Single Binding Pockets Versus Allosteric Binding

  • Kun Song
  • Jian ZhangEmail author
Part of the Methods in Molecular Biology book series (MIMB, volume 1825)


An orthosteric site is commonly viewed as the primary, functionally binding pocket on a receptor. Signal molecules, endogenous agonists, and substrates are recognized by and bind to the orthosteric site of a specific target, resulting in a biological effect. A malfunctioning active site on a crucial receptor has been confirmed as the culprit that causes many metabolic disturbances, neurologic disorders, and genetic diseases. A competitive inhibitor that has a stronger binding affinity can outcompete an orthosteric ligand. An allosteric site, which is nonoverlapping and topographically distinct from the active pocket, can emerge as a potential regulatory site on the protein surface. An allosteric modulator interacts with a specific binding site, affecting the atoms of nearby residues, thus eliciting a series of conformational changes in the residues at the active site through propagation pathways. Allosteric regulation can potentiate or inhibit function instead of blocking it, and this is a promising strategy for drug design. In this chapter, we describe the tools and protocols for allosteric site analysis and allosteric ligand design.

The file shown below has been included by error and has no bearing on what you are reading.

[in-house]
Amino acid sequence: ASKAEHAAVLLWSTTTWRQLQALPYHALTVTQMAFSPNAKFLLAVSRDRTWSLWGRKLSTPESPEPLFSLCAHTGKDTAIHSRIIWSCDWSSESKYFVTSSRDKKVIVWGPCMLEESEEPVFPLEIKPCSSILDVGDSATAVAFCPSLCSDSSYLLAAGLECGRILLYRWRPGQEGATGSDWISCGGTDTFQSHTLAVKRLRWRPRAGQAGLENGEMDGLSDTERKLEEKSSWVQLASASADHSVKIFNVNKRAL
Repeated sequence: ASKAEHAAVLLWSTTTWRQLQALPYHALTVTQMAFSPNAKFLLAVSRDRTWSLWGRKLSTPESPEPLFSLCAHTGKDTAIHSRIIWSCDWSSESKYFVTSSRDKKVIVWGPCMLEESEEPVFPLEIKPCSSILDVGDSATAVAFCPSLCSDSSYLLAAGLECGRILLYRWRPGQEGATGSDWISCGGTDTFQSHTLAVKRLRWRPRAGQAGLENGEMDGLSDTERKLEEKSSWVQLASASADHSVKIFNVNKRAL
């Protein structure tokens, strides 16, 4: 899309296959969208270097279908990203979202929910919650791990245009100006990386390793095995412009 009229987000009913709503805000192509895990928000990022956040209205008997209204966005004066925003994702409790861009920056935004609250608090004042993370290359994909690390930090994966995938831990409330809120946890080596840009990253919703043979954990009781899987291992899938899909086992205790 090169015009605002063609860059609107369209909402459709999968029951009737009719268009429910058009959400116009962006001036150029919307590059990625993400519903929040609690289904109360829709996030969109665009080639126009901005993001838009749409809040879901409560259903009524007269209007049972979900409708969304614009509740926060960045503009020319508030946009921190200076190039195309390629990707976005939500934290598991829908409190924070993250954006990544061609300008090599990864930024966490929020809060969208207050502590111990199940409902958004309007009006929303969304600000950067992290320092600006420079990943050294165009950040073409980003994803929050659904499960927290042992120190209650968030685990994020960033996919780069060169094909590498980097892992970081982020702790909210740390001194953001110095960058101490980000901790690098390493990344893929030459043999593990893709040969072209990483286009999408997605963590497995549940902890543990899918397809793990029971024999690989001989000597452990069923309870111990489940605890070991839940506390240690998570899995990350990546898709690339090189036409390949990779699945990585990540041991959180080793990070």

Key words

Allostery Allosteric site Orthosteric site Drug design Computational methods 


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Copyright information

© Springer Science+Business Media, LLC, part of Springer Nature 2018

Authors and Affiliations

  1. 1.Department of Pathophysiology, Key Laboratory of Cell Differentiation and Apoptosis of Ministry of EducationShanghai Jiao-Tong University School of MedicineShanghaiChina

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